Our home has an interesting story, it burned, it literally caught fire and burned. In a set of really unfortunate circumstances a realtor and contractor renovated our home 2 years before we came along. Our house was built in the 50’s and still had the original oil furnace in it when a realtor and contractor bought the house to flip it. The house had not been lived in for about 5 years before renovations started. They had it for sale and then under contract. The furnace was started to heat the home before inspections could happen, then it caught fire and the house burned. The damage was kept to mostly the roof, but the smoke, heat and water damaged most everything else in the home. It had to be taken down to studs and rebuilt all over again.
The house was then renovated/rebuilt for the second time. The original structure below the roof remained intact. We stumbled upon the relisting by chance, not sure it was for sale at all. We sent an inquiry, got a response and went to view the house within a week. As soon as we walked in, we knew that this home was for us. We made an offer within 15 minutes of leaving and the rest is history!
There were little to no changes that we wanted to make to the inside of the home. But, we always dreamed of having a wood burning fireplace in our home and wanted to eventually make the change. We soon learned that it would be a bit of extra work to put one in. The top portion of the chimney was missing and encapsulated by the new higher pitch roof line (no chimney exiting the roof) and the hearth was simply filled with a concrete pour.
After a few years of living in the house, we started researching various ways of adding a wood burning fireplace to the home. We opted to go with a wood burning fireplace insert from Regency Fireplace. After measuring out our fire box, we found that we could fit the smallest fireplace insert that Regency produces and with even more effort, we could fit the next size. The larger size would be capable of heating 2500 sq-ft(our home is 1700 sq-ft). We wanted the wood burning insert for a variety of reasons. Mainly, to reduce our heating bill during the winter months. However, there was one major problem, we didn’t have a good source for wood.
Back in October 2017, an EF2 tornado went over (and I mean literally “over”) my parents place in Hickory, NC where I grew up. Luckily, no damage was done to the home. But, there were four 100’+ tall (we measured) white and red oaks that were blown down along with half a dozen other large trees. WELL, we had found our source of firewood and we started thinking about that fireplace insert again!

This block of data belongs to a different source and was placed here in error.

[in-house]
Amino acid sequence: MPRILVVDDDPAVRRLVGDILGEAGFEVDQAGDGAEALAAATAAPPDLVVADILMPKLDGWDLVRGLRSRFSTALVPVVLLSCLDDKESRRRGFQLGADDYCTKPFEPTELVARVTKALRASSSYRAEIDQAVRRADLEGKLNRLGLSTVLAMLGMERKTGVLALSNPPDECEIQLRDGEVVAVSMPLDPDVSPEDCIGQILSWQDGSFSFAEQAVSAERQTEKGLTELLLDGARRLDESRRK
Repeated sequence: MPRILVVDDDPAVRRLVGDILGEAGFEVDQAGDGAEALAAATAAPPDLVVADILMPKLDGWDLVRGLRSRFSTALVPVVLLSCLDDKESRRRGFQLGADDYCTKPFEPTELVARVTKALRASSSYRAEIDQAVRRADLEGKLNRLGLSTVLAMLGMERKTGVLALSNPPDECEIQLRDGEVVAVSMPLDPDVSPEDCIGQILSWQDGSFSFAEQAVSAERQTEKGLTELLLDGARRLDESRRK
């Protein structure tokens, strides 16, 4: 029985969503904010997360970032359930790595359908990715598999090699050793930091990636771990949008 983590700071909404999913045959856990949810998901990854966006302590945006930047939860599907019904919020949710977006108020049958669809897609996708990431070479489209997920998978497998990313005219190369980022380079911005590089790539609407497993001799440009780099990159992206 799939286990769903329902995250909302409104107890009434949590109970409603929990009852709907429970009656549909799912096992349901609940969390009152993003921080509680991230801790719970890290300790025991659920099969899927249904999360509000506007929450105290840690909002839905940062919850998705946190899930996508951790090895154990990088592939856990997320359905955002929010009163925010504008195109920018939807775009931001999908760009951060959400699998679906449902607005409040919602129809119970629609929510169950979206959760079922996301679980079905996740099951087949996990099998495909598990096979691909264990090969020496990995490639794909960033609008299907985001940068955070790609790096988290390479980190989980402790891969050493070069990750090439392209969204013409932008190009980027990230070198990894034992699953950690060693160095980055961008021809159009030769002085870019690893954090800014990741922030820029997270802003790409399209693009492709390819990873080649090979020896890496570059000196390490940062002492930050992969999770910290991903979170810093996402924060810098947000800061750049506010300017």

It took over 2 months but we (Dad and I) cut, split and hauled all of it 40 minutes south to our place in Dallas, North Carolina. To say it was a lot of work is an understatement. We ended up with 14ish cords of split oak which is some of the best wood to burn for heat, once it is dried.
But that is only half the story.
We had been thinking about installing a wood burning insert in our defunct fireplace previously. The project was further down on the list because our property only has pine available. You can burn with pine but it requires the wood to be 100% dried and it provides considerably less heat when burning. Having access to all that split oak simply jump started the fireplace insert install project.
I started the process of figuring out how to retrofit the chimney and boy I was naive at this point. It turned out to be such a massive project! If you’ve ever tried to retrofit anything you know nothing goes as planned. We ended up having to:
- Rebuild the hearth pad
- Remove lots of stone veneer on the fireplace
- Install a new insulated chimney liner(requiring removing the clay flue)
- Retrofit our brick chimney in the attic to stainless double wall flue
- Cut a new chimney out of the roof